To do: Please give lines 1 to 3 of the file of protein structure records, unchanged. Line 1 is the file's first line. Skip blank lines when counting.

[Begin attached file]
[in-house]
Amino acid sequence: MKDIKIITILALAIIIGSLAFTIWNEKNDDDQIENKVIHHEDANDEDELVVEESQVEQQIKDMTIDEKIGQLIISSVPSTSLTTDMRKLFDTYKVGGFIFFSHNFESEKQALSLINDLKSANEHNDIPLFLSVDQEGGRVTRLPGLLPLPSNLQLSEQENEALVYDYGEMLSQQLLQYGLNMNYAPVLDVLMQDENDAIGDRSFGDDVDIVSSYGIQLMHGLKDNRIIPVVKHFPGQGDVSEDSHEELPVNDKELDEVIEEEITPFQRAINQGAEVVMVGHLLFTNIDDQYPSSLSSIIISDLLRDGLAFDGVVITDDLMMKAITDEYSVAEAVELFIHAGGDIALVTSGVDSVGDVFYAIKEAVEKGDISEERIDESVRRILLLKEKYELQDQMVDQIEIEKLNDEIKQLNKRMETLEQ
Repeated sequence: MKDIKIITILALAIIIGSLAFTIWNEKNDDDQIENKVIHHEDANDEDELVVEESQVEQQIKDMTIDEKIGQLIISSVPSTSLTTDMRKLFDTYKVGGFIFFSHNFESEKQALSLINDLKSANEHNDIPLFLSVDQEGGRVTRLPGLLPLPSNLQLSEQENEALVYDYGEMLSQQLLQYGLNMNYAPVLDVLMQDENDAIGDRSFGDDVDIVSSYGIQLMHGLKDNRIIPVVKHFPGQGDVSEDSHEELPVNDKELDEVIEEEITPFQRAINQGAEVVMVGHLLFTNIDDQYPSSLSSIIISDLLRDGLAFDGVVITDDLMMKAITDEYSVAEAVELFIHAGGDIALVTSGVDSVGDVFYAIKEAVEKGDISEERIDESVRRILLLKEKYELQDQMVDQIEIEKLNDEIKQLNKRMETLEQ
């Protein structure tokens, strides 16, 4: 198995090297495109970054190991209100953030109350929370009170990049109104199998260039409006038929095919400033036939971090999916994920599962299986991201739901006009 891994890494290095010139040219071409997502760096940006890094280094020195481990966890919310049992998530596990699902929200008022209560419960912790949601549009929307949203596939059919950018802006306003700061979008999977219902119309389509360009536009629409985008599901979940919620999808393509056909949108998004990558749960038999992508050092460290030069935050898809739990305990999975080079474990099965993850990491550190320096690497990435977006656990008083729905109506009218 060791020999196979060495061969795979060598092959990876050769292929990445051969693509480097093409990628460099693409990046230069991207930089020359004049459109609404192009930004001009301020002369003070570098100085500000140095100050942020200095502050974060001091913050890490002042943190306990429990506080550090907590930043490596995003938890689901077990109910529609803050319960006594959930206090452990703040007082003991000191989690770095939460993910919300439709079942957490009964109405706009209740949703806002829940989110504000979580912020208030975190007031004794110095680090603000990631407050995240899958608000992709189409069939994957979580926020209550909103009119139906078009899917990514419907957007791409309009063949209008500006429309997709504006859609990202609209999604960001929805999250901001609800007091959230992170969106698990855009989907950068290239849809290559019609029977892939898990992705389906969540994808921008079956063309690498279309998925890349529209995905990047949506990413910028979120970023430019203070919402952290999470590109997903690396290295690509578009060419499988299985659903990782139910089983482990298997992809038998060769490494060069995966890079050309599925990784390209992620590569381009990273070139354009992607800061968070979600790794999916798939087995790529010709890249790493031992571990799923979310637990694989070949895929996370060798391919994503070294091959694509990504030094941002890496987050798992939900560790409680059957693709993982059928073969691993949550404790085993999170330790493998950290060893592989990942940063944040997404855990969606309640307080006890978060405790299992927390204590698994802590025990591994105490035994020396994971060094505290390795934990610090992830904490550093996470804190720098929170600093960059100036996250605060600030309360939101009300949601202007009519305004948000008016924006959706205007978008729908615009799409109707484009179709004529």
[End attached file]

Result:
[in-house]
Amino acid sequence: MKDIKIITILALAIIIGSLAFTIWNEKNDDDQIENKVIHHEDANDEDELVVEESQVEQQIKDMTIDEKIGQLIISSVPSTSLTTDMRKLFDTYKVGGFIFFSHNFESEKQALSLINDLKSANEHNDIPLFLSVDQEGGRVTRLPGLLPLPSNLQLSEQENEALVYDYGEMLSQQLLQYGLNMNYAPVLDVLMQDENDAIGDRSFGDDVDIVSSYGIQLMHGLKDNRIIPVVKHFPGQGDVSEDSHEELPVNDKELDEVIEEEITPFQRAINQGAEVVMVGHLLFTNIDDQYPSSLSSIIISDLLRDGLAFDGVVITDDLMMKAITDEYSVAEAVELFIHAGGDIALVTSGVDSVGDVFYAIKEAVEKGDISEERIDESVRRILLLKEKYELQDQMVDQIEIEKLNDEIKQLNKRMETLEQ
Repeated sequence: MKDIKIITILALAIIIGSLAFTIWNEKNDDDQIENKVIHHEDANDEDELVVEESQVEQQIKDMTIDEKIGQLIISSVPSTSLTTDMRKLFDTYKVGGFIFFSHNFESEKQALSLINDLKSANEHNDIPLFLSVDQEGGRVTRLPGLLPLPSNLQLSEQENEALVYDYGEMLSQQLLQYGLNMNYAPVLDVLMQDENDAIGDRSFGDDVDIVSSYGIQLMHGLKDNRIIPVVKHFPGQGDVSEDSHEELPVNDKELDEVIEEEITPFQRAINQGAEVVMVGHLLFTNIDDQYPSSLSSIIISDLLRDGLAFDGVVITDDLMMKAITDEYSVAEAVELFIHAGGDIALVTSGVDSVGDVFYAIKEAVEKGDISEERIDESVRRILLLKEKYELQDQMVDQIEIEKLNDEIKQLNKRMETLEQ